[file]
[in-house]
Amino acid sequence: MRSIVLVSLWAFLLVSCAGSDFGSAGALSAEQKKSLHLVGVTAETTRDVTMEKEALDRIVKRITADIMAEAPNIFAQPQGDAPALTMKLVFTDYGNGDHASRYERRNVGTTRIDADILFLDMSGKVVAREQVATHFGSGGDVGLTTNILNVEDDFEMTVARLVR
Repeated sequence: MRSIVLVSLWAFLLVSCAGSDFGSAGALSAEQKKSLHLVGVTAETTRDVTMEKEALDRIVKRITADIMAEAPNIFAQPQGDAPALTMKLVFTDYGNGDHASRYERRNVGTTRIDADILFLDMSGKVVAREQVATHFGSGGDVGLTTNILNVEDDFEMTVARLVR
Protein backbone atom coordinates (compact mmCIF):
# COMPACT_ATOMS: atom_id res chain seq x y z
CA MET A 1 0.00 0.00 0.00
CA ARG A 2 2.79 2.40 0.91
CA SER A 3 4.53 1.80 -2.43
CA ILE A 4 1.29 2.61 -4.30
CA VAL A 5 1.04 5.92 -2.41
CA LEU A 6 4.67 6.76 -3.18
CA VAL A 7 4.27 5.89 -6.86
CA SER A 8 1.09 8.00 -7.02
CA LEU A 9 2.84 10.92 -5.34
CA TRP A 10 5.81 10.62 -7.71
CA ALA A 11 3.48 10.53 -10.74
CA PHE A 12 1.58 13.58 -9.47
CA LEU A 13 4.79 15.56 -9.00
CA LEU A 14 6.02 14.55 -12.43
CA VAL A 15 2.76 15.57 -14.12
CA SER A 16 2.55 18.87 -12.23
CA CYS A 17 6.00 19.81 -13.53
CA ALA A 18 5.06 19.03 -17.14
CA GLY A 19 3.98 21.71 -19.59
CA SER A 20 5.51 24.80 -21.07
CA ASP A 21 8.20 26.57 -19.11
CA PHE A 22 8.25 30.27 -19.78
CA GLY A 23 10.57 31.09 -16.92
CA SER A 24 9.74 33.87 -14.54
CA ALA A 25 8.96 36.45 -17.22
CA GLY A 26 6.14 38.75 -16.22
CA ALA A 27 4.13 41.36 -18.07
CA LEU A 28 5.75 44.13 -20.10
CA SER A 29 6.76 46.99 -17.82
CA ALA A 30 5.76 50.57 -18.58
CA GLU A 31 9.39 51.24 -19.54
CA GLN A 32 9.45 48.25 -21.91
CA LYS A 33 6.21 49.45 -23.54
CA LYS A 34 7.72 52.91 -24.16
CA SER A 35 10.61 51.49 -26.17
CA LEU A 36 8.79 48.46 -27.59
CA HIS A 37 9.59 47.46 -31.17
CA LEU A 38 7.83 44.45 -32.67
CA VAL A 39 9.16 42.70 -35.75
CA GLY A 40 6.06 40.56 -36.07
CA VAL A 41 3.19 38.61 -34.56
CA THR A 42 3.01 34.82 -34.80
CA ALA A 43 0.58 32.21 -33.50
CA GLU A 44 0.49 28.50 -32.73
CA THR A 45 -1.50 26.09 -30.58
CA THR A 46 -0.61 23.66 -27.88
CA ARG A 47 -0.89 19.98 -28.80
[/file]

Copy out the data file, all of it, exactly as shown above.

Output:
[in-house]
Amino acid sequence: MRSIVLVSLWAFLLVSCAGSDFGSAGALSAEQKKSLHLVGVTAETTRDVTMEKEALDRIVKRITADIMAEAPNIFAQPQGDAPALTMKLVFTDYGNGDHASRYERRNVGTTRIDADILFLDMSGKVVAREQVATHFGSGGDVGLTTNILNVEDDFEMTVARLVR
Repeated sequence: MRSIVLVSLWAFLLVSCAGSDFGSAGALSAEQKKSLHLVGVTAETTRDVTMEKEALDRIVKRITADIMAEAPNIFAQPQGDAPALTMKLVFTDYGNGDHASRYERRNVGTTRIDADILFLDMSGKVVAREQVATHFGSGGDVGLTTNILNVEDDFEMTVARLVR
Protein backbone atom coordinates (compact mmCIF):
# COMPACT_ATOMS: atom_id res chain seq x y z
CA MET A 1 0.00 0.00 0.00
CA ARG A 2 2.79 2.40 0.91
CA SER A 3 4.53 1.80 -2.43
CA ILE A 4 1.29 2.61 -4.30
CA VAL A 5 1.04 5.92 -2.41
CA LEU A 6 4.67 6.76 -3.18
CA VAL A 7 4.27 5.89 -6.86
CA SER A 8 1.09 8.00 -7.02
CA LEU A 9 2.84 10.92 -5.34
CA TRP A 10 5.81 10.62 -7.71
CA ALA A 11 3.48 10.53 -10.74
CA PHE A 12 1.58 13.58 -9.47
CA LEU A 13 4.79 15.56 -9.00
CA LEU A 14 6.02 14.55 -12.43
CA VAL A 15 2.76 15.57 -14.12
CA SER A 16 2.55 18.87 -12.23
CA CYS A 17 6.00 19.81 -13.53
CA ALA A 18 5.06 19.03 -17.14
CA GLY A 19 3.98 21.71 -19.59
CA SER A 20 5.51 24.80 -21.07
CA ASP A 21 8.20 26.57 -19.11
CA PHE A 22 8.25 30.27 -19.78
CA GLY A 23 10.57 31.09 -16.92
CA SER A 24 9.74 33.87 -14.54
CA ALA A 25 8.96 36.45 -17.22
CA GLY A 26 6.14 38.75 -16.22
CA ALA A 27 4.13 41.36 -18.07
CA LEU A 28 5.75 44.13 -20.10
CA SER A 29 6.76 46.99 -17.82
CA ALA A 30 5.76 50.57 -18.58
CA GLU A 31 9.39 51.24 -19.54
CA GLN A 32 9.45 48.25 -21.91
CA LYS A 33 6.21 49.45 -23.54
CA LYS A 34 7.72 52.91 -24.16
CA SER A 35 10.61 51.49 -26.17
CA LEU A 36 8.79 48.46 -27.59
CA HIS A 37 9.59 47.46 -31.17
CA LEU A 38 7.83 44.45 -32.67
CA VAL A 39 9.16 42.70 -35.75
CA GLY A 40 6.06 40.56 -36.07
CA VAL A 41 3.19 38.61 -34.56
CA THR A 42 3.01 34.82 -34.80
CA ALA A 43 0.58 32.21 -33.50
CA GLU A 44 0.49 28.50 -32.73
CA THR A 45 -1.50 26.09 -30.58
CA THR A 46 -0.61 23.66 -27.88
CA ARG A 47 -0.89 19.98 -28.80